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It’s a widely held notion that technology in the insurance brokerage industry is behind the times.

Our industry has surprisingly few options for automating our agencies.

When you focus your technology on your customers, you can change entire models of doing business.


Pointing in the Wrong Direction

Here’s what’s wrong with today’s agency technology. Banking changed while we were idle.

By  Christopher Gagnon

[Page 4 of 5]

Choice

How does this relate to our industry? Choice doesn’t mean more vendors but, rather, a choice in innovation. Apple didn’t just provide a Windows alternative; it provided an entirely new way to connect. We need more vision, a more thorough understanding of our needs and a better way to address them in our industry.

Can our existing vendors address our need to innovate? We know they can execute on development. The real test is adjusting the vision. Even the boutique firms tend to follow the automation course we’ve been riding for decades.

Innovation is a tricky proposition. Agency system vendors clearly have a grasp on our business needs, but they must follow the industry’s lead. Are they responsible for creating new ways for brokers to serve customers? Are they even qualified?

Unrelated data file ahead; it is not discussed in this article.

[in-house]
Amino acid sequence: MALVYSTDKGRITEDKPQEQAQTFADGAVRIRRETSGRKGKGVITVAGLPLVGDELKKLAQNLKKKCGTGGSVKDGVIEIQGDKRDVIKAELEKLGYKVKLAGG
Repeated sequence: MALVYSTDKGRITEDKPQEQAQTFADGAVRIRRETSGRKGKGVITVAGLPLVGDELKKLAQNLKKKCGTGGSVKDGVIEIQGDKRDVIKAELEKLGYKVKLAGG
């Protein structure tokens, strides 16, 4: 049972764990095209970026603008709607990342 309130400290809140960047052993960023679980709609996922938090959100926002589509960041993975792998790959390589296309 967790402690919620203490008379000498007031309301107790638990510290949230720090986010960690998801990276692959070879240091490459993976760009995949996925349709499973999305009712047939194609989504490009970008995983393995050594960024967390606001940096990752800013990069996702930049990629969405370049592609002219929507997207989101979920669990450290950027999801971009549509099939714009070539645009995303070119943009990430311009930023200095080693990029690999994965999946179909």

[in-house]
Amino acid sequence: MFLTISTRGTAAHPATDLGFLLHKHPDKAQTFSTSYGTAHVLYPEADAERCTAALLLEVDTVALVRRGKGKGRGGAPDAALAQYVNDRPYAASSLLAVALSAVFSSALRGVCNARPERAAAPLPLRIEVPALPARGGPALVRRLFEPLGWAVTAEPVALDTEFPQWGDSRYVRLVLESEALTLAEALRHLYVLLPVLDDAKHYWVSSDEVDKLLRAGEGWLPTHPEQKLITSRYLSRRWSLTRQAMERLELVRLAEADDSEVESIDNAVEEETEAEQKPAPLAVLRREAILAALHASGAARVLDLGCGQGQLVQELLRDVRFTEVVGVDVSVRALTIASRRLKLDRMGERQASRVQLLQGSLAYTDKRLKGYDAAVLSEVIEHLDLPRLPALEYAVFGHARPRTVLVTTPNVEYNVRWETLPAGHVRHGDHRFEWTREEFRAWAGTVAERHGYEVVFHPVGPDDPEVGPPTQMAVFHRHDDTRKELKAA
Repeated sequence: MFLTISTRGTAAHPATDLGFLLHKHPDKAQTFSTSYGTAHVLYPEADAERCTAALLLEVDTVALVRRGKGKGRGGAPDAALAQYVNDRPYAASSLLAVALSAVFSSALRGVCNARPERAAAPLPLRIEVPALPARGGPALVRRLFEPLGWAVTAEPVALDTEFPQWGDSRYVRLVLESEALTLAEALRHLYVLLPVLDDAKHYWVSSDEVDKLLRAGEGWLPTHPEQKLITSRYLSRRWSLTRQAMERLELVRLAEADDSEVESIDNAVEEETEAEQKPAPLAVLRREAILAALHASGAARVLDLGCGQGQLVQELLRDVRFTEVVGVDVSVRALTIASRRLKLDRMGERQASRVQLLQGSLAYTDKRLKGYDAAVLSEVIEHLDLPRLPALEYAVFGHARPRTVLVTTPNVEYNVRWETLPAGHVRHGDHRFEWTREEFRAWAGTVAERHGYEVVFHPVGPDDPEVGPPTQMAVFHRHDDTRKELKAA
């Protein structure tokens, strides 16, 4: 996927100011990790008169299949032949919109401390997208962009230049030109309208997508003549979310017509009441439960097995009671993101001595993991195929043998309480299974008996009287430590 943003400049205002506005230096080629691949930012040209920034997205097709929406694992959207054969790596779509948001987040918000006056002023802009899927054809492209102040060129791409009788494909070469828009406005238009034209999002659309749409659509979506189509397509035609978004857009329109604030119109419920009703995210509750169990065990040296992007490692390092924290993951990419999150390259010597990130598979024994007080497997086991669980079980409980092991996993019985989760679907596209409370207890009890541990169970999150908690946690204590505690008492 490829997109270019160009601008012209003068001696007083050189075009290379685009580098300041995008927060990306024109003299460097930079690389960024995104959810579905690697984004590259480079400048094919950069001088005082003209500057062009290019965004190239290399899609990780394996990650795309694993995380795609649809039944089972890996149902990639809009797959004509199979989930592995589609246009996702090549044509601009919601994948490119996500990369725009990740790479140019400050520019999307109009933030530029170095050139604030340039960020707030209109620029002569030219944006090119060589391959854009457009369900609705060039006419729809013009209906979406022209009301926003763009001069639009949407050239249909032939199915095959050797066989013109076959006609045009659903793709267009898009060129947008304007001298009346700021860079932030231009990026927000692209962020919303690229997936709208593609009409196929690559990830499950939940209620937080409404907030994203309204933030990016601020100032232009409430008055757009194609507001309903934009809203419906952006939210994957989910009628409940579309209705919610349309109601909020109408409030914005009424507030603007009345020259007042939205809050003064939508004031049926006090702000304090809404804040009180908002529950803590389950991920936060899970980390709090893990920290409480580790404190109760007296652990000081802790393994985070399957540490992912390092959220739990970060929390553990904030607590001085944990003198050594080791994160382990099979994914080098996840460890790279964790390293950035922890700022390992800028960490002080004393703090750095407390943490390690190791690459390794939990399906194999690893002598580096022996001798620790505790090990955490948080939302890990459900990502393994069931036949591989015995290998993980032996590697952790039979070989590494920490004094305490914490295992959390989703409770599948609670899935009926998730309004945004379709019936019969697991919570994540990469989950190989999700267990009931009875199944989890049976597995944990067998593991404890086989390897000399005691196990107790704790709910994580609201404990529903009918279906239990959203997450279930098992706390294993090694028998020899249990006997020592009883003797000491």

Your Move

What’s the role of the agency principal? In many agencies, automation is defined by and delegated to the servicing teams. This is shown true at any user group event. Yes, agency principals are in attendance, but the bulk of these events are focused on servicing tasks, workflows and interface. While this level of detail should be maintained, this narrow-band focus is the greatest impediment to innovation.

From production to product lines, agency principals provide a wide-band strategic focus to their organization. This same focus is required when thinking about automation. At the end of the day, automation is customer service.

The idea that a single software vendor can provide a complete set of tools to cover all needs of all agencies is unrealistic. In addition to agency management systems, most brokers have deployed department-specific software and highly specialized systems covering everything from captive management to predictive modeling. Simply put, we require multiple solutions built by multiple firms with deep expertise in many disciplines.

Integration is complicated. In some cases, lack of integration is a conscious choice of system vendors. But, often, challenges are defined by individual engineering choices. These systems are not intentionally engineered to be compatible and thus are not. Integration requires joint development between vendors of both systems. But integration is expensive, and the cost does not directly translate into increased revenue.

Mind the Gap

Software development standards exist that ease the ability to integrate unrelated systems. Unfortunately, most software providers in our industry do not fully embrace them. For system vendors, the good of the industry is not the primary motivating factor. While agencies have expressed their displeasure, we usually acquiesce and accept the burden.

This has to change.

Our industry must pool the combined experiences of our leaders, define a business model that better serves clients, and demand systems that provide unified, collaborative placement ability with customer-focused functionality at the core of the model.

 

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